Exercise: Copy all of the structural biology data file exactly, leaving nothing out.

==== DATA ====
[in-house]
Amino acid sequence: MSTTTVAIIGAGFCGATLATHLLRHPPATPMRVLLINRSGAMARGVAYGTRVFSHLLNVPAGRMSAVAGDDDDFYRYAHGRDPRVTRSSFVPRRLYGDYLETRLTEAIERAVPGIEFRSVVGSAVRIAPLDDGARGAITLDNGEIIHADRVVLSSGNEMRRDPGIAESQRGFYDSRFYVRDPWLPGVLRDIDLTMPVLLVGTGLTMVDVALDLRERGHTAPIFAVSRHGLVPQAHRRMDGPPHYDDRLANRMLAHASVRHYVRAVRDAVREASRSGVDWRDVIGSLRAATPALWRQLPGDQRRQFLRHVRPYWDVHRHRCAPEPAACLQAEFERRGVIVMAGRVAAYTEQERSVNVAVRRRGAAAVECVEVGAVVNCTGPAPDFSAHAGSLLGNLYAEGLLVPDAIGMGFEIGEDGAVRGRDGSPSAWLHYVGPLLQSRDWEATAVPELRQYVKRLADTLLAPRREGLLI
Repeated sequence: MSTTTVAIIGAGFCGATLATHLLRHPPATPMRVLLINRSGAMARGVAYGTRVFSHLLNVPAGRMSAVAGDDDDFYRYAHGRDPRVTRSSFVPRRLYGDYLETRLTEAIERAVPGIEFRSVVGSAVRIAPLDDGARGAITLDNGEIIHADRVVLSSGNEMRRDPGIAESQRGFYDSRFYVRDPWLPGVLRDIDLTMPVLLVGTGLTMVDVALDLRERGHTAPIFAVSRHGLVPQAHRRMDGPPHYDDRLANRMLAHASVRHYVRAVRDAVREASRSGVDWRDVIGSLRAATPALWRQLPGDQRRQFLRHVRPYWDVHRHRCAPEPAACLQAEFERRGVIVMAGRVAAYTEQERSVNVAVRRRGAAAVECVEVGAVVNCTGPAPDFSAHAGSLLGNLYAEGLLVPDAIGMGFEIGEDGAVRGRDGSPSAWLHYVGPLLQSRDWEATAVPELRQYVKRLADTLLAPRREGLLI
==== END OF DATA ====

[in-house]
Amino acid sequence: MSTTTVAIIGAGFCGATLATHLLRHPPATPMRVLLINRSGAMARGVAYGTRVFSHLLNVPAGRMSAVAGDDDDFYRYAHGRDPRVTRSSFVPRRLYGDYLETRLTEAIERAVPGIEFRSVVGSAVRIAPLDDGARGAITLDNGEIIHADRVVLSSGNEMRRDPGIAESQRGFYDSRFYVRDPWLPGVLRDIDLTMPVLLVGTGLTMVDVALDLRERGHTAPIFAVSRHGLVPQAHRRMDGPPHYDDRLANRMLAHASVRHYVRAVRDAVREASRSGVDWRDVIGSLRAATPALWRQLPGDQRRQFLRHVRPYWDVHRHRCAPEPAACLQAEFERRGVIVMAGRVAAYTEQERSVNVAVRRRGAAAVECVEVGAVVNCTGPAPDFSAHAGSLLGNLYAEGLLVPDAIGMGFEIGEDGAVRGRDGSPSAWLHYVGPLLQSRDWEATAVPELRQYVKRLADTLLAPRREGLLI
Repeated sequence: MSTTTVAIIGAGFCGATLATHLLRHPPATPMRVLLINRSGAMARGVAYGTRVFSHLLNVPAGRMSAVAGDDDDFYRYAHGRDPRVTRSSFVPRRLYGDYLETRLTEAIERAVPGIEFRSVVGSAVRIAPLDDGARGAITLDNGEIIHADRVVLSSGNEMRRDPGIAESQRGFYDSRFYVRDPWLPGVLRDIDLTMPVLLVGTGLTMVDVALDLRERGHTAPIFAVSRHGLVPQAHRRMDGPPHYDDRLANRMLAHASVRHYVRAVRDAVREASRSGVDWRDVIGSLRAATPALWRQLPGDQRRQFLRHVRPYWDVHRHRCAPEPAACLQAEFERRGVIVMAGRVAAYTEQERSVNVAVRRRGAAAVECVEVGAVVNCTGPAPDFSAHAGSLLGNLYAEGLLVPDAIGMGFEIGEDGAVRGRDGSPSAWLHYVGPLLQSRDWEATAVPELRQYVKRLADTLLAPRREGLLI